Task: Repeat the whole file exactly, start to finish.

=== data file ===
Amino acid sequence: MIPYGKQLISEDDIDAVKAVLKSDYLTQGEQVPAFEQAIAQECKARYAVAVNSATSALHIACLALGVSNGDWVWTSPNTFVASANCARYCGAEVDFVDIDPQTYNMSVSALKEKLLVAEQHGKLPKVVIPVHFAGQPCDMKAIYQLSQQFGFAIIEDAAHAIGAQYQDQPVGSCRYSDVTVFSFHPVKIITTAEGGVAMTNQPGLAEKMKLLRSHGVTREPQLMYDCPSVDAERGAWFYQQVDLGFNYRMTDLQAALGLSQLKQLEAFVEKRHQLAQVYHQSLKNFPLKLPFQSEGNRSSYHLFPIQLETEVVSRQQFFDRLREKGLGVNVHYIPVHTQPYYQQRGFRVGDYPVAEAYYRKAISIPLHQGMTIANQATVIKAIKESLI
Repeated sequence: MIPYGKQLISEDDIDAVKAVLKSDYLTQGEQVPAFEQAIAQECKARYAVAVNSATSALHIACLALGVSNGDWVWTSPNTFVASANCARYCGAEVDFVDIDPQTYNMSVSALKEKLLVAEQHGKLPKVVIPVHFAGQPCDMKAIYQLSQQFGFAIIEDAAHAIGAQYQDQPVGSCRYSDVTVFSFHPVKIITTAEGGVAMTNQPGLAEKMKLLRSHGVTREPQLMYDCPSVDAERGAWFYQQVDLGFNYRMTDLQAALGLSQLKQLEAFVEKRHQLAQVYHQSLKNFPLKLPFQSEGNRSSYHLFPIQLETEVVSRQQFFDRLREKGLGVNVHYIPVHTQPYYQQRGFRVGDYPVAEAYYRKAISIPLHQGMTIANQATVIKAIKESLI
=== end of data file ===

Amino acid sequence: MIPYGKQLISEDDIDAVKAVLKSDYLTQGEQVPAFEQAIAQECKARYAVAVNSATSALHIACLALGVSNGDWVWTSPNTFVASANCARYCGAEVDFVDIDPQTYNMSVSALKEKLLVAEQHGKLPKVVIPVHFAGQPCDMKAIYQLSQQFGFAIIEDAAHAIGAQYQDQPVGSCRYSDVTVFSFHPVKIITTAEGGVAMTNQPGLAEKMKLLRSHGVTREPQLMYDCPSVDAERGAWFYQQVDLGFNYRMTDLQAALGLSQLKQLEAFVEKRHQLAQVYHQSLKNFPLKLPFQSEGNRSSYHLFPIQLETEVVSRQQFFDRLREKGLGVNVHYIPVHTQPYYQQRGFRVGDYPVAEAYYRKAISIPLHQGMTIANQATVIKAIKESLI
Repeated sequence: MIPYGKQLISEDDIDAVKAVLKSDYLTQGEQVPAFEQAIAQECKARYAVAVNSATSALHIACLALGVSNGDWVWTSPNTFVASANCARYCGAEVDFVDIDPQTYNMSVSALKEKLLVAEQHGKLPKVVIPVHFAGQPCDMKAIYQLSQQFGFAIIEDAAHAIGAQYQDQPVGSCRYSDVTVFSFHPVKIITTAEGGVAMTNQPGLAEKMKLLRSHGVTREPQLMYDCPSVDAERGAWFYQQVDLGFNYRMTDLQAALGLSQLKQLEAFVEKRHQLAQVYHQSLKNFPLKLPFQSEGNRSSYHLFPIQLETEVVSRQQFFDRLREKGLGVNVHYIPVHTQPYYQQRGFRVGDYPVAEAYYRKAISIPLHQGMTIANQATVIKAIKESLI